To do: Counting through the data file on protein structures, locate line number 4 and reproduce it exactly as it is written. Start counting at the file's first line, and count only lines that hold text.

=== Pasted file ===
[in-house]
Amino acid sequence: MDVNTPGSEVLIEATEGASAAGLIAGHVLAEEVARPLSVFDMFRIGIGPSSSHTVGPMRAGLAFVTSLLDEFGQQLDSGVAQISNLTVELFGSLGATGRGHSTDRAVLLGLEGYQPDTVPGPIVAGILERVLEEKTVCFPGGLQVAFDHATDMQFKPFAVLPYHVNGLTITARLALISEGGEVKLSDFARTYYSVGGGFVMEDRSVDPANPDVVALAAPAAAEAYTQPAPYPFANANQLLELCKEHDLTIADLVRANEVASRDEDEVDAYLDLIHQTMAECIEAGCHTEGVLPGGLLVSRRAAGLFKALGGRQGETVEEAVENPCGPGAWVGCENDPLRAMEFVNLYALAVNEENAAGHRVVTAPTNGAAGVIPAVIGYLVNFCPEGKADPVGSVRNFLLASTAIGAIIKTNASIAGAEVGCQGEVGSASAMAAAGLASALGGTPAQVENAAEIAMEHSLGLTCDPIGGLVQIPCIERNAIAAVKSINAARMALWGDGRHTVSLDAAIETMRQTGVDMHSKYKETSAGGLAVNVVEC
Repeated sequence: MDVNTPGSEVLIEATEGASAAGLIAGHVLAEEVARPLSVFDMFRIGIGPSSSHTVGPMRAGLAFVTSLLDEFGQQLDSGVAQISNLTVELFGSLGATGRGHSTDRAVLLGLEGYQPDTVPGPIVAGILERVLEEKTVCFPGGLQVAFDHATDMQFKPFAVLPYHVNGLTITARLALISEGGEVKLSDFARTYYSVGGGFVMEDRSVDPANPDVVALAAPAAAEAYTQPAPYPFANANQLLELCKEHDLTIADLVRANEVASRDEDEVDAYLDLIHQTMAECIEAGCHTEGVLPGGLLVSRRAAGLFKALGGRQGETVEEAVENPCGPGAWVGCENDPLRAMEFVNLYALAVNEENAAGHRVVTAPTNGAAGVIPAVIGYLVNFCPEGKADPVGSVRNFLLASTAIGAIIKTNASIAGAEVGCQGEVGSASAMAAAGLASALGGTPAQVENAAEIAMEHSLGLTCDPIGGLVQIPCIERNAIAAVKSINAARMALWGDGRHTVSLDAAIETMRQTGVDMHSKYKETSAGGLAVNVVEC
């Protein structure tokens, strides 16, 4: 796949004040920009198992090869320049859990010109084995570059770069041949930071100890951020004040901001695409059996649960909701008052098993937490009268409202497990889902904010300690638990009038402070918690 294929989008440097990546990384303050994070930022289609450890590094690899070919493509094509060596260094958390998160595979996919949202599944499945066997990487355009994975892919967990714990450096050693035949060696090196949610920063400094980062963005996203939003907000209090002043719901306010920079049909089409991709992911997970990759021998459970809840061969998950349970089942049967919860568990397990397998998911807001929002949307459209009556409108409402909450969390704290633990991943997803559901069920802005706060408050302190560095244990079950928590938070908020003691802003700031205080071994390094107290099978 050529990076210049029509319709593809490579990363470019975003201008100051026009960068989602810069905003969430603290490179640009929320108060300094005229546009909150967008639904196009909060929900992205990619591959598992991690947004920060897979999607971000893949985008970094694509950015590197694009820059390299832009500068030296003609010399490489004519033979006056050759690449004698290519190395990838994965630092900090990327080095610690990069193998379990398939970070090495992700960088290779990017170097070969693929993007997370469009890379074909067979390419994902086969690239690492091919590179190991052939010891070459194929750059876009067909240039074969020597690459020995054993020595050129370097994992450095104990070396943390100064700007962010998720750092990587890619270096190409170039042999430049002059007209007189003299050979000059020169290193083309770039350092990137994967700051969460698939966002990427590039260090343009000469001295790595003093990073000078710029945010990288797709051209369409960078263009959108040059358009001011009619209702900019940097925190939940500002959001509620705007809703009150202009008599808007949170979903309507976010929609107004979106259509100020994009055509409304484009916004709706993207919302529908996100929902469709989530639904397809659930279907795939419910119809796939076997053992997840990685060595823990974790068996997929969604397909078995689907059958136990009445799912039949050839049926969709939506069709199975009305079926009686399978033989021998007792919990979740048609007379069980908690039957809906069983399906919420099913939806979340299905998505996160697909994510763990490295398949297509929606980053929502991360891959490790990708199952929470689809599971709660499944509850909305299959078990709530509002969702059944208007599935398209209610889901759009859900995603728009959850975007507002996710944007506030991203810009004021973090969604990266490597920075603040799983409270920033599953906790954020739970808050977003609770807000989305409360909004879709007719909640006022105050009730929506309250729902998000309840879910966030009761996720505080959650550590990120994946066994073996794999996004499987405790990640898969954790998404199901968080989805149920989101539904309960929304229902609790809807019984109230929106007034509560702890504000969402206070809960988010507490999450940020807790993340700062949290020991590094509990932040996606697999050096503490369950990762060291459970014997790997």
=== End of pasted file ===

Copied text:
């Protein structure tokens, strides 16, 4: 796949004040920009198992090869320049859990010109084995570059770069041949930071100890951020004040901001695409059996649960909701008052098993937490009268409202497990889902904010300690638990009038402070918690 294929989008440097990546990384303050994070930022289609450890590094690899070919493509094509060596260094958390998160595979996919949202599944499945066997990487355009994975892919967990714990450096050693035949060696090196949610920063400094980062963005996203939003907000209090002043719901306010920079049909089409991709992911997970990759021998459970809840061969998950349970089942049967919860568990397990397998998911807001929002949307459209009556409108409402909450969390704290633990991943997803559901069920802005706060408050302190560095244990079950928590938070908020003691802003700031205080071994390094107290099978 050529990076210049029509319709593809490579990363470019975003201008100051026009960068989602810069905003969430603290490179640009929320108060300094005229546009909150967008639904196009909060929900992205990619591959598992991690947004920060897979999607971000893949985008970094694509950015590197694009820059390299832009500068030296003609010399490489004519033979006056050759690449004698290519190395990838994965630092900090990327080095610690990069193998379990398939970070090495992700960088290779990017170097070969693929993007997370469009890379074909067979390419994902086969690239690492091919590179190991052939010891070459194929750059876009067909240039074969020597690459020995054993020595050129370097994992450095104990070396943390100064700007962010998720750092990587890619270096190409170039042999430049002059007209007189003299050979000059020169290193083309770039350092990137994967700051969460698939966002990427590039260090343009000469001295790595003093990073000078710029945010990288797709051209369409960078263009959108040059358009001011009619209702900019940097925190939940500002959001509620705007809703009150202009008599808007949170979903309507976010929609107004979106259509100020994009055509409304484009916004709706993207919302529908996100929902469709989530639904397809659930279907795939419910119809796939076997053992997840990685060595823990974790068996997929969604397909078995689907059958136990009445799912039949050839049926969709939506069709199975009305079926009686399978033989021998007792919990979740048609007379069980908690039957809906069983399906919420099913939806979340299905998505996160697909994510763990490295398949297509929606980053929502991360891959490790990708199952929470689809599971709660499944509850909305299959078990709530509002969702059944208007599935398209209610889901759009859900995603728009959850975007507002996710944007506030991203810009004021973090969604990266490597920075603040799983409270920033599953906790954020739970808050977003609770807000989305409360909004879709007719909640006022105050009730929506309250729902998000309840879910966030009761996720505080959650550590990120994946066994073996794999996004499987405790990640898969954790998404199901968080989805149920989101539904309960929304229902609790809807019984109230929106007034509560702890504000969402206070809960988010507490999450940020807790993340700062949290020991590094509990932040996606697999050096503490369950990762060291459970014997790997």